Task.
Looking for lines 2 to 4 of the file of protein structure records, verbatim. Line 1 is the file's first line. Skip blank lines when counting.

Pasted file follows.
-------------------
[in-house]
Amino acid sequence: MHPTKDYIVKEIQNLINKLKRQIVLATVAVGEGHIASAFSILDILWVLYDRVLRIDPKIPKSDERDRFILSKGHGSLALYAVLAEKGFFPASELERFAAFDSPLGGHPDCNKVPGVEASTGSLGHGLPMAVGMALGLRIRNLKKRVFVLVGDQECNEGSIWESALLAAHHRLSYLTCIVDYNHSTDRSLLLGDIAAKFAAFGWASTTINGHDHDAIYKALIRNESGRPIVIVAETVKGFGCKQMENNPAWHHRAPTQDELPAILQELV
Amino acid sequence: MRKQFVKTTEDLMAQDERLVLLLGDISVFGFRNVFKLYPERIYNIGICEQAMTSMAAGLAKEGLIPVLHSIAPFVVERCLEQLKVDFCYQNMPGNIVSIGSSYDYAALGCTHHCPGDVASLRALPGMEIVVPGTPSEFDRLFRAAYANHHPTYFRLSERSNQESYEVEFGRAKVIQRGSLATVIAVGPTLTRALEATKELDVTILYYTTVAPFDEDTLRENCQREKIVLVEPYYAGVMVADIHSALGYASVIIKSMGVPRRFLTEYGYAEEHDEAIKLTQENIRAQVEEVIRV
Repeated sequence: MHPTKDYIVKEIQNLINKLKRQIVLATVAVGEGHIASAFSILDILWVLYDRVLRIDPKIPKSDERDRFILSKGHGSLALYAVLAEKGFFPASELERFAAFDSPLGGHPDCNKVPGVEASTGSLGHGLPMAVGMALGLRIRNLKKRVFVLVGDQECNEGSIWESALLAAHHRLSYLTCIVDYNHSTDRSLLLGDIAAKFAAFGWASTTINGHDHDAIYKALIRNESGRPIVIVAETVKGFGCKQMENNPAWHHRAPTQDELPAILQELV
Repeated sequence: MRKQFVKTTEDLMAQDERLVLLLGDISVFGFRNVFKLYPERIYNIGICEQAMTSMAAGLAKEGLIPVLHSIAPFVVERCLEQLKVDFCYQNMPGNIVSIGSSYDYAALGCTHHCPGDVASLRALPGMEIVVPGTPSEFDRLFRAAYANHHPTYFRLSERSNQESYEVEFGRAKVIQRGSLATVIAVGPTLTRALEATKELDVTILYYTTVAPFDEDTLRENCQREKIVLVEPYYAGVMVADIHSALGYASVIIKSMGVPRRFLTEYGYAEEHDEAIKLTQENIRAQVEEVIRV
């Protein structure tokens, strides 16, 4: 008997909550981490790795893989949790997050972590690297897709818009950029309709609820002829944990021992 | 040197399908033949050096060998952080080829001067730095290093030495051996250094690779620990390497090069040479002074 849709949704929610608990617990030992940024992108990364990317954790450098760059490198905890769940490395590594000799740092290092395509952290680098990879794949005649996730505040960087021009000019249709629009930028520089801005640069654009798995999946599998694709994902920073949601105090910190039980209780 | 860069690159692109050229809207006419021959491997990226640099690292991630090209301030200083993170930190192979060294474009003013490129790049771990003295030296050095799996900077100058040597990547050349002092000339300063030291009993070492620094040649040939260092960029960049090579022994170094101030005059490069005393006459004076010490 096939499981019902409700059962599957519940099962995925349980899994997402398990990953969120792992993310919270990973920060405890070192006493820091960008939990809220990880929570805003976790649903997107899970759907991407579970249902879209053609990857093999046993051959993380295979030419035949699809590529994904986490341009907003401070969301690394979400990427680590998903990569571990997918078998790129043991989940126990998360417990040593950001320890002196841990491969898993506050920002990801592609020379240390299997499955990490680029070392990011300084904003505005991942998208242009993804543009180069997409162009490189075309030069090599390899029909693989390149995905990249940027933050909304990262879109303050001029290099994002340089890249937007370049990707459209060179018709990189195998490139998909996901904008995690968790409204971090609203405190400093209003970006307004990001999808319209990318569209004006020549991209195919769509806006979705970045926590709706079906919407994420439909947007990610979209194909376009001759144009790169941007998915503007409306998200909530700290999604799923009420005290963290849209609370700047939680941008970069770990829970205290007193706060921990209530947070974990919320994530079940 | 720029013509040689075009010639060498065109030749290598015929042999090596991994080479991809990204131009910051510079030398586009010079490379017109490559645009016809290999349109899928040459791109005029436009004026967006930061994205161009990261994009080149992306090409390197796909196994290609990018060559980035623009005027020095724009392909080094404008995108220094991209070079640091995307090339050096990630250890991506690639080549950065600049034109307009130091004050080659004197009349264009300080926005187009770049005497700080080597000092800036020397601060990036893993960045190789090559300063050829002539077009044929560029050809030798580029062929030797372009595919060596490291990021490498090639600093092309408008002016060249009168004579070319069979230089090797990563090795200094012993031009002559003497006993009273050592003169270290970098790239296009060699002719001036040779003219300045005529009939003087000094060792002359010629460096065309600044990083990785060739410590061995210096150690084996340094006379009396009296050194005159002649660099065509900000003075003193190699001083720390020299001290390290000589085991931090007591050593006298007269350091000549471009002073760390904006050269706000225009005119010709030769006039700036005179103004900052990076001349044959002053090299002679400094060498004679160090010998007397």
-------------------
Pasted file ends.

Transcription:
Amino acid sequence: MHPTKDYIVKEIQNLINKLKRQIVLATVAVGEGHIASAFSILDILWVLYDRVLRIDPKIPKSDERDRFILSKGHGSLALYAVLAEKGFFPASELERFAAFDSPLGGHPDCNKVPGVEASTGSLGHGLPMAVGMALGLRIRNLKKRVFVLVGDQECNEGSIWESALLAAHHRLSYLTCIVDYNHSTDRSLLLGDIAAKFAAFGWASTTINGHDHDAIYKALIRNESGRPIVIVAETVKGFGCKQMENNPAWHHRAPTQDELPAILQELV
Amino acid sequence: MRKQFVKTTEDLMAQDERLVLLLGDISVFGFRNVFKLYPERIYNIGICEQAMTSMAAGLAKEGLIPVLHSIAPFVVERCLEQLKVDFCYQNMPGNIVSIGSSYDYAALGCTHHCPGDVASLRALPGMEIVVPGTPSEFDRLFRAAYANHHPTYFRLSERSNQESYEVEFGRAKVIQRGSLATVIAVGPTLTRALEATKELDVTILYYTTVAPFDEDTLRENCQREKIVLVEPYYAGVMVADIHSALGYASVIIKSMGVPRRFLTEYGYAEEHDEAIKLTQENIRAQVEEVIRV
Repeated sequence: MHPTKDYIVKEIQNLINKLKRQIVLATVAVGEGHIASAFSILDILWVLYDRVLRIDPKIPKSDERDRFILSKGHGSLALYAVLAEKGFFPASELERFAAFDSPLGGHPDCNKVPGVEASTGSLGHGLPMAVGMALGLRIRNLKKRVFVLVGDQECNEGSIWESALLAAHHRLSYLTCIVDYNHSTDRSLLLGDIAAKFAAFGWASTTINGHDHDAIYKALIRNESGRPIVIVAETVKGFGCKQMENNPAWHHRAPTQDELPAILQELV